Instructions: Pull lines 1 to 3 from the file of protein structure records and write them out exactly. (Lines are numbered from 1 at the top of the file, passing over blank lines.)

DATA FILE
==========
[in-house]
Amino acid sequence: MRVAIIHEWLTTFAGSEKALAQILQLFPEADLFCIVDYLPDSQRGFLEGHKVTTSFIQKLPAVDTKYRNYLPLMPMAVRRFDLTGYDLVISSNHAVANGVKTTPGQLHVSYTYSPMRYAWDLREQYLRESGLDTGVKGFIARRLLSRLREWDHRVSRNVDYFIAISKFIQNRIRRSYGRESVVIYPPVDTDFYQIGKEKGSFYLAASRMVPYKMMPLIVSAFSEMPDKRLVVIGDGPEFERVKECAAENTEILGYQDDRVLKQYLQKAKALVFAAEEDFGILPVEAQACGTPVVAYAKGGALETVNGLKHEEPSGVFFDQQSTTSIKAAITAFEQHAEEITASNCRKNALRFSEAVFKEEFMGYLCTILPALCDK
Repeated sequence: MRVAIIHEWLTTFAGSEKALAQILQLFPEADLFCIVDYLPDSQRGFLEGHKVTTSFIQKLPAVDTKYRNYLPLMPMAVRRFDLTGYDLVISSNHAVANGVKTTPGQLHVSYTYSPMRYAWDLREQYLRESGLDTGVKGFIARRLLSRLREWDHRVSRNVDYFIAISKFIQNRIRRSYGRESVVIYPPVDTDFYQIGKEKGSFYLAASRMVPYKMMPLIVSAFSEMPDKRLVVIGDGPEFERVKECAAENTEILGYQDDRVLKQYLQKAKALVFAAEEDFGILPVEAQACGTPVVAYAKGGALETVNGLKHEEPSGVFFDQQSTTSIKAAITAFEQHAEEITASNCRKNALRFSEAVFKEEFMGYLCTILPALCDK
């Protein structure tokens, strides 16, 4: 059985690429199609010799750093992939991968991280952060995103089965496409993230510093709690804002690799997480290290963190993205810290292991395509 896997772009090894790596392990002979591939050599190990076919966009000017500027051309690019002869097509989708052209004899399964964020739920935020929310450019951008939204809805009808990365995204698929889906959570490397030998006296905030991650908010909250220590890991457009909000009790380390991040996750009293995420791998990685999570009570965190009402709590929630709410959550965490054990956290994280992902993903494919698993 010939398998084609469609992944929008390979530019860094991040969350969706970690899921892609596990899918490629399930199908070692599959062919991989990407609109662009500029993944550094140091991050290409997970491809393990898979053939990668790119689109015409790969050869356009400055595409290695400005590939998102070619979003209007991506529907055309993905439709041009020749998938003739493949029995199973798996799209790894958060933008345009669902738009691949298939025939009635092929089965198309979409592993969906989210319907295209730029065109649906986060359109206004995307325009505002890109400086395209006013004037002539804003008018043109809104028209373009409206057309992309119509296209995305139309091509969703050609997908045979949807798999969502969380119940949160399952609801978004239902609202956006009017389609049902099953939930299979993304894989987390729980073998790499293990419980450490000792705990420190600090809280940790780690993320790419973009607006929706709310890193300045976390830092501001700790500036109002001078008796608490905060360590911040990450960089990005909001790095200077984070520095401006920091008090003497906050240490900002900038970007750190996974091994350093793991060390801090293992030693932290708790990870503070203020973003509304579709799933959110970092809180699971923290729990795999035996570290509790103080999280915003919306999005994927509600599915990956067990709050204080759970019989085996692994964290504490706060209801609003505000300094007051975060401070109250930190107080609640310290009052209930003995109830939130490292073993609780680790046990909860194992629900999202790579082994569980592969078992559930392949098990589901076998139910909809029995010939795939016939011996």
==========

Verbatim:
[in-house]
Amino acid sequence: MRVAIIHEWLTTFAGSEKALAQILQLFPEADLFCIVDYLPDSQRGFLEGHKVTTSFIQKLPAVDTKYRNYLPLMPMAVRRFDLTGYDLVISSNHAVANGVKTTPGQLHVSYTYSPMRYAWDLREQYLRESGLDTGVKGFIARRLLSRLREWDHRVSRNVDYFIAISKFIQNRIRRSYGRESVVIYPPVDTDFYQIGKEKGSFYLAASRMVPYKMMPLIVSAFSEMPDKRLVVIGDGPEFERVKECAAENTEILGYQDDRVLKQYLQKAKALVFAAEEDFGILPVEAQACGTPVVAYAKGGALETVNGLKHEEPSGVFFDQQSTTSIKAAITAFEQHAEEITASNCRKNALRFSEAVFKEEFMGYLCTILPALCDK
Repeated sequence: MRVAIIHEWLTTFAGSEKALAQILQLFPEADLFCIVDYLPDSQRGFLEGHKVTTSFIQKLPAVDTKYRNYLPLMPMAVRRFDLTGYDLVISSNHAVANGVKTTPGQLHVSYTYSPMRYAWDLREQYLRESGLDTGVKGFIARRLLSRLREWDHRVSRNVDYFIAISKFIQNRIRRSYGRESVVIYPPVDTDFYQIGKEKGSFYLAASRMVPYKMMPLIVSAFSEMPDKRLVVIGDGPEFERVKECAAENTEILGYQDDRVLKQYLQKAKALVFAAEEDFGILPVEAQACGTPVVAYAKGGALETVNGLKHEEPSGVFFDQQSTTSIKAAITAFEQHAEEITASNCRKNALRFSEAVFKEEFMGYLCTILPALCDK